National Dialogue: Promoting Responsible Business Conduct for Sustainable Development in Bangladesh
February 14, 2023
02 March 2023
Le Méridien Dhaka, Dhaka, Bangladesh
Le Méridien Dhaka
79/A Commercial Area, Airport Rd., Nikunja 2, Khilkhet, Dhaka, Bangladesh, 1229
Tel: +880 963-8900089
Bangladesh has placed itself among the world’s emerging economies. The country is due to transition from the Least Developed Countries (LDC) category to a Lower Middle Income Country (LMIC) status in 2026. LDC graduation reflects Bangladesh’s economic strength and resilience to financial and climate shocks, and it highlights the extent of the country’s economic and social progress. Despite the shocks of the COVID-19 pandemic, the country registered a GDP growth rate of 7.2% in 2021-2022 and received $21 billion in remittances. Bangladesh improved its ranking in the Human Development Index (HDI) for 2021-22, and scored 0.719 on the World Economic Forum’s 2021 Global Gender Gap Index, making it one of the top countries in the region for closing the gender gap. It ranks seventh in the index’s sub-ranking of political empowerment and is the only country where more women have held head-of-state positions than men over the past 50 years. Socioeconomic development in Bangladesh opened doors to critical jobs, providing stable employment, some social security measures, and improved social mobility for many. However, despite this progress, Bangladesh continues to face challenges concerning business-related human rights abuses and barriers to accessing effective remedies. Bangladesh is rated as one of the ten worst countries in the world for working people in 2021, according to the ITUC Global Rights Index, where over 35,000 Bangladeshis die at work every year, and 8 million are injured. Unsafe working conditions, low wages, child labour, forced labour, unfair land acquisition, gender inequality, pay gaps and attacks on human rights defenders are some of the key human rights impacts of businesses in the region. The ILO’s Committee of Experts on the Application of Conventions and Recommendations have identified labour issues and provided recommendations on the application of ratified ILO Conventions. Moreover, the benefits of economic development have not been shared equitably, and many groups, including women, children, people with disabilities, and indigenous peoples, continue to disproportionately face the adverse impacts of business activities.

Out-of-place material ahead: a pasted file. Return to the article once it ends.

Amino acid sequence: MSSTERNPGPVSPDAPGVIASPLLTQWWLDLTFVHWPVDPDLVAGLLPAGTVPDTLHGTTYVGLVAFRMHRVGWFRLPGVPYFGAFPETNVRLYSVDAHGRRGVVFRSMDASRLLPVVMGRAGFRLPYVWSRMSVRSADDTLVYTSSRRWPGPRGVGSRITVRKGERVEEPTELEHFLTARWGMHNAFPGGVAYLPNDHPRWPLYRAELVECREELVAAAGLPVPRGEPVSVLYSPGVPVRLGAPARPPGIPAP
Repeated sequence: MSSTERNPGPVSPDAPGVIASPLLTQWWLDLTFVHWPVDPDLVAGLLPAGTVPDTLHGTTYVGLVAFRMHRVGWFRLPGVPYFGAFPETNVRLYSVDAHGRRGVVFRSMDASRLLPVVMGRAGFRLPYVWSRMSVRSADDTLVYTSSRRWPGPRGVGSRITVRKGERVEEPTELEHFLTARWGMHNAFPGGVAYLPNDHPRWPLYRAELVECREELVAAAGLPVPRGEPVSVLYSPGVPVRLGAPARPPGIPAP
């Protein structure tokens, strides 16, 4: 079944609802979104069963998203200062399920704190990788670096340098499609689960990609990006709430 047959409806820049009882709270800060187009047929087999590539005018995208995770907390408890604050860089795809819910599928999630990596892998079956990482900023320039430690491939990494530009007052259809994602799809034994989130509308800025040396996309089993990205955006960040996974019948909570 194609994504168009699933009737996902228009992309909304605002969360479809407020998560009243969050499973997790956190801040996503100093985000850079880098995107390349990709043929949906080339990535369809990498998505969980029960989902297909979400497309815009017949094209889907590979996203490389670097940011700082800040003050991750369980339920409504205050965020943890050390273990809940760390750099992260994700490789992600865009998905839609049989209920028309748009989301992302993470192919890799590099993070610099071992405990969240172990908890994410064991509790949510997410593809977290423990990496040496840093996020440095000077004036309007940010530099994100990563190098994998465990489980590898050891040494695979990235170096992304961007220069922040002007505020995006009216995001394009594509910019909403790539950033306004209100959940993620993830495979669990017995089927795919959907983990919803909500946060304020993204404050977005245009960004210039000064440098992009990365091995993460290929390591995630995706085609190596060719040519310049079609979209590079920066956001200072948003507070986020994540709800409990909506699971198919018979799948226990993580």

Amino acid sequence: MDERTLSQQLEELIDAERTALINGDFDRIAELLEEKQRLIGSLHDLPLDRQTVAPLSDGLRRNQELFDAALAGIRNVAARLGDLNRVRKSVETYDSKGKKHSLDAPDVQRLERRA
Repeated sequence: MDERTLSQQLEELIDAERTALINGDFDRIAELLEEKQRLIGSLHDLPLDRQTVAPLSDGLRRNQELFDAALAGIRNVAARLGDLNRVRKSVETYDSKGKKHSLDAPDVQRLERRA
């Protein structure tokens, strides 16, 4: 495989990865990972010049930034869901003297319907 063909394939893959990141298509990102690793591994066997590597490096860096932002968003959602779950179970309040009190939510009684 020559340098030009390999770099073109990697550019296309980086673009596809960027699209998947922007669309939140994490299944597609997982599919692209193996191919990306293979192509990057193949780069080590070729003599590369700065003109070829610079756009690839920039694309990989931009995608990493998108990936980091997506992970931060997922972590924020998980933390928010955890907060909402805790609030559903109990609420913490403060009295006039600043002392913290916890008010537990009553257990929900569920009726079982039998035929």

Bangladesh will need to make significant efforts in the coming years to ensure a smooth transition to the post-LDC era. Hard-learned lessons from the COVID-19 pandemic can inform how Bangladesh navigates LDC graduation and ensures that its policies respond to the needs of people and the planet. One of the key measures for the government to continue this path of development would be to create an enabling environment that promotes responsible business conduct (RBC) and a clean and green economy in line with international standards and local circumstances. The Eighth Five Year Plan of the country stipulates that the economic growth of Bangladesh should be fostered and complemented with transparency and accountability, non-discrimination and fairer social inclusion. The country only stands to gain from a human rights compliant and climate-resilient approach to development. It is, therefore, vital to take a closer look at how different actors can collaborate to mitigate adverse impacts on human rights and contribute to achieve the SDGs while graduating from LDC status.